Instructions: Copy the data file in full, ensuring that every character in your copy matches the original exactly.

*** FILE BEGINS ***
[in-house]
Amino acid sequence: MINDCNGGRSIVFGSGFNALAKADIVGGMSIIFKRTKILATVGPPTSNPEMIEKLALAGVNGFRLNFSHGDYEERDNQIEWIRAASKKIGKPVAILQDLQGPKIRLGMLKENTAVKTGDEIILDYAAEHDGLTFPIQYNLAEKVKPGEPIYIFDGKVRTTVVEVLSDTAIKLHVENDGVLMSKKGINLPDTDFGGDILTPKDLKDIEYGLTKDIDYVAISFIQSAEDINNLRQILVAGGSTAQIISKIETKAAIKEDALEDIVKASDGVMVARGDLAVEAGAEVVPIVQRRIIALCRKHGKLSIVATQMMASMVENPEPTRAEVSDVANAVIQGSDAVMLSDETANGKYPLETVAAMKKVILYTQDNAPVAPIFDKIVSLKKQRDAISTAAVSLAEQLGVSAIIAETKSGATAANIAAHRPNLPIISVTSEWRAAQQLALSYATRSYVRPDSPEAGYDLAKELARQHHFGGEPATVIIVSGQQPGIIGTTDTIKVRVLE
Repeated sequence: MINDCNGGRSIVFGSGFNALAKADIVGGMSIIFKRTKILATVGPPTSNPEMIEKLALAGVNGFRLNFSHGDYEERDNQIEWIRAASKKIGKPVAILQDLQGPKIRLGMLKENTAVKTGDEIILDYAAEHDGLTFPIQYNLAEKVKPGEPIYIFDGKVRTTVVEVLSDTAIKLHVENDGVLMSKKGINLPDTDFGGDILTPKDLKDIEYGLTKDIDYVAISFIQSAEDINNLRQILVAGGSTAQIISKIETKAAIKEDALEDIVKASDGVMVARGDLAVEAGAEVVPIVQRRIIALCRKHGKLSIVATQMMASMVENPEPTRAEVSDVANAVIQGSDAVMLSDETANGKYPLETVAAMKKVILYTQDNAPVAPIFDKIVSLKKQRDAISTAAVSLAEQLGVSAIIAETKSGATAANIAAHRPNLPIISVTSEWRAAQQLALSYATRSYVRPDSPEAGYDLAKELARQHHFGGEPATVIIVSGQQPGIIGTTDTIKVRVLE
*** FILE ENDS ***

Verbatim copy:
[in-house]
Amino acid sequence: MINDCNGGRSIVFGSGFNALAKADIVGGMSIIFKRTKILATVGPPTSNPEMIEKLALAGVNGFRLNFSHGDYEERDNQIEWIRAASKKIGKPVAILQDLQGPKIRLGMLKENTAVKTGDEIILDYAAEHDGLTFPIQYNLAEKVKPGEPIYIFDGKVRTTVVEVLSDTAIKLHVENDGVLMSKKGINLPDTDFGGDILTPKDLKDIEYGLTKDIDYVAISFIQSAEDINNLRQILVAGGSTAQIISKIETKAAIKEDALEDIVKASDGVMVARGDLAVEAGAEVVPIVQRRIIALCRKHGKLSIVATQMMASMVENPEPTRAEVSDVANAVIQGSDAVMLSDETANGKYPLETVAAMKKVILYTQDNAPVAPIFDKIVSLKKQRDAISTAAVSLAEQLGVSAIIAETKSGATAANIAAHRPNLPIISVTSEWRAAQQLALSYATRSYVRPDSPEAGYDLAKELARQHHFGGEPATVIIVSGQQPGIIGTTDTIKVRVLE
Repeated sequence: MINDCNGGRSIVFGSGFNALAKADIVGGMSIIFKRTKILATVGPPTSNPEMIEKLALAGVNGFRLNFSHGDYEERDNQIEWIRAASKKIGKPVAILQDLQGPKIRLGMLKENTAVKTGDEIILDYAAEHDGLTFPIQYNLAEKVKPGEPIYIFDGKVRTTVVEVLSDTAIKLHVENDGVLMSKKGINLPDTDFGGDILTPKDLKDIEYGLTKDIDYVAISFIQSAEDINNLRQILVAGGSTAQIISKIETKAAIKEDALEDIVKASDGVMVARGDLAVEAGAEVVPIVQRRIIALCRKHGKLSIVATQMMASMVENPEPTRAEVSDVANAVIQGSDAVMLSDETANGKYPLETVAAMKKVILYTQDNAPVAPIFDKIVSLKKQRDAISTAAVSLAEQLGVSAIIAETKSGATAANIAAHRPNLPIISVTSEWRAAQQLALSYATRSYVRPDSPEAGYDLAKELARQHHFGGEPATVIIVSGQQPGIIGTTDTIKVRVLE